Although the internet has made it easier than ever to access research materials, it has left some of us struggling to keep on top of them all. I’m nearing the end of my thesis and will probably end up with around 1,200 references, some of which I’ll also need to use in journal articles, conference papers and books. Being blessed with the memory capacity of a ZX81, I find it impossible to remember what I’ve read without some system for recording it. It’s so frustrating to get part-way through a book, only to realise that it’s depressingly familiar. Fortunately, five years ago I discovered a tool that made my life much easier.
Zotero is a free, open-source tool for managing bibliographic data and research material. The interface is a little bit like iTunes and you can think of it as your personal digital library.
It is available as a plugin for the Firefox browser or as a standalone version that works with Chrome and Safari.
Once installed, Zotero lurks in the background and detects when you are viewing a webpage that contains bibliographic information, such as a library catalogue record. The details can be saved with one click (including PDFs as attachments). You can then add tags and notes and also organise your items into folders. The plugins for Word and OpenOffice allows to easily cite your references in your documents and also create bibliographies with a few keystrokes.
When you download Zotero, you’ll be prompted to create a login. This then allows you to access your library across multiple devices, including a smartphone. Your data is also backed up to the Zotero server, giving you extra security.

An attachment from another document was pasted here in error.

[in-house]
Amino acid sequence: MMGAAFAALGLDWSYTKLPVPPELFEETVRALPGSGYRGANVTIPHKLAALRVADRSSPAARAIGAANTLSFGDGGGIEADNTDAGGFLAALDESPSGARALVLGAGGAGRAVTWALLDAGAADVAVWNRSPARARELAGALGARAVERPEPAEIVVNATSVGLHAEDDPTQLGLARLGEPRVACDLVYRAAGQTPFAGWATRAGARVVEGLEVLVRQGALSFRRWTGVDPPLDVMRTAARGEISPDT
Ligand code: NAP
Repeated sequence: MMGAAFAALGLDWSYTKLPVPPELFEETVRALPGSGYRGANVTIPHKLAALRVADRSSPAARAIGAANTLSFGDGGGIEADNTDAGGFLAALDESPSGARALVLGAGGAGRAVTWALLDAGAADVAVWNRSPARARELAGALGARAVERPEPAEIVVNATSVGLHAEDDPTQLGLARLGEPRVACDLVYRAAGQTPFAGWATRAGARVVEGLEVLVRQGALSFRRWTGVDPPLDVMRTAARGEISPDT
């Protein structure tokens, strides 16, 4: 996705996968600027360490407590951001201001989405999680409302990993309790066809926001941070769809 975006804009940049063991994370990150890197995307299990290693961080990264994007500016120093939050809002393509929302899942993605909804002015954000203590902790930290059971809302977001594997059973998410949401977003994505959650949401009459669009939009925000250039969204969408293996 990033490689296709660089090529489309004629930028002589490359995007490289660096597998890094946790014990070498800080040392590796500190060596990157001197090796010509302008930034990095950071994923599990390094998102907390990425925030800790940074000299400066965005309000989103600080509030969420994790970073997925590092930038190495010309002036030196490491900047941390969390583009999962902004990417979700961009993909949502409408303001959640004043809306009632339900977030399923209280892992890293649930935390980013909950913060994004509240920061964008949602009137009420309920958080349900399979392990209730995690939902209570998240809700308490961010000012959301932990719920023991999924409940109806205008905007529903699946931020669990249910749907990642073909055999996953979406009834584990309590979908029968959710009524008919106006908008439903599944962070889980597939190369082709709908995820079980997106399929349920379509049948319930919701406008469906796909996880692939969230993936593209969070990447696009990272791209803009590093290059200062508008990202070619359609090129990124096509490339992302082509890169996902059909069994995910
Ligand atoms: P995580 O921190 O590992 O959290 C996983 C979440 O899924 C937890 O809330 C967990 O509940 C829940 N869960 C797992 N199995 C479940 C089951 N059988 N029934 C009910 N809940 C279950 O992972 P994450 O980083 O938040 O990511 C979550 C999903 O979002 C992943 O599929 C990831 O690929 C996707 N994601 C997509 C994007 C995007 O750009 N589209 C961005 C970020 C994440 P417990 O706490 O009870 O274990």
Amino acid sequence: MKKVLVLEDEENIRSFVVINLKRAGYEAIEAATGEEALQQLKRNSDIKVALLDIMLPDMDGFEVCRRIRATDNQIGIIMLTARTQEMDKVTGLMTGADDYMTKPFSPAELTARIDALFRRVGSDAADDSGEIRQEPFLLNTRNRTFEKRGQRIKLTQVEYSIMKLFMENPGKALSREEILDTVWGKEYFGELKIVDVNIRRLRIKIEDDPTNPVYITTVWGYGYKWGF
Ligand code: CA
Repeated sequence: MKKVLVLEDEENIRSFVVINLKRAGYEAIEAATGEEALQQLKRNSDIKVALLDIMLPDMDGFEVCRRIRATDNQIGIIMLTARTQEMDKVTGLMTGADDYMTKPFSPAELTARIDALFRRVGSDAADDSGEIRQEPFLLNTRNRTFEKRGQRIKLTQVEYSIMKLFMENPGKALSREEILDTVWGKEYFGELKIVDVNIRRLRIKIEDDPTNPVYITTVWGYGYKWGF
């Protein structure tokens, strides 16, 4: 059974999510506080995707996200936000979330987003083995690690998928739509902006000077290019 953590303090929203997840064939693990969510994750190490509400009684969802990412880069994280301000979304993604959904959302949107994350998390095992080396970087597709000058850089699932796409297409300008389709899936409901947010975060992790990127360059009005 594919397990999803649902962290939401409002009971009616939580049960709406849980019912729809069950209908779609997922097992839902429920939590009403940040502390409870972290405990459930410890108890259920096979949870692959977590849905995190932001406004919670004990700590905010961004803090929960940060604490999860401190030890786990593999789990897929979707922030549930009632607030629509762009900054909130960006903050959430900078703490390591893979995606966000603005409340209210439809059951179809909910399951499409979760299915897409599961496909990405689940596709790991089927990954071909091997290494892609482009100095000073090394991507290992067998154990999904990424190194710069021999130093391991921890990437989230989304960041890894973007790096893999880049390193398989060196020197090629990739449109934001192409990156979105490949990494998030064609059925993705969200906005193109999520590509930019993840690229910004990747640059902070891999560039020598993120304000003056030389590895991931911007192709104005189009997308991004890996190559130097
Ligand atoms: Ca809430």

One of my favourite features is the ability to share my Zotero folders with other users. This is very useful for collaborative projects and also if you need to provide a reading list for a class or workshop.
There are a few alternatives to Zotero. EndNote is probably the closest in terms of functionality, but many people find it much more difficult to use. It also costs around £80 for an individual license. Mendeley is very popular among the scientific community, mainly because it allows users to collaboratively annotate research papers. Although the interface is very intuitive, the Word plugin is inferior to Zotero’s. Some people are moving away from Mendeley since it was purchased by Elsevier, fearing that they will make sweeping changes.
Most people can learn the basics of Zotero within 30 minutes, and use it proficiently in under an hour. The Zotero website includes many tutorials, screencasts and links to other resources. If you’re affiliated with a university then they might offer a workshop or demonstration (if they don’t, you might want to suggest that I run one for them!)
If you like learning by yourself, you might find my quickstart guide (PDF) helpful.
Please do let me know how you get on, or if you have found a better tool.
Find out lots more in my ebook How to Manage References with Zotero.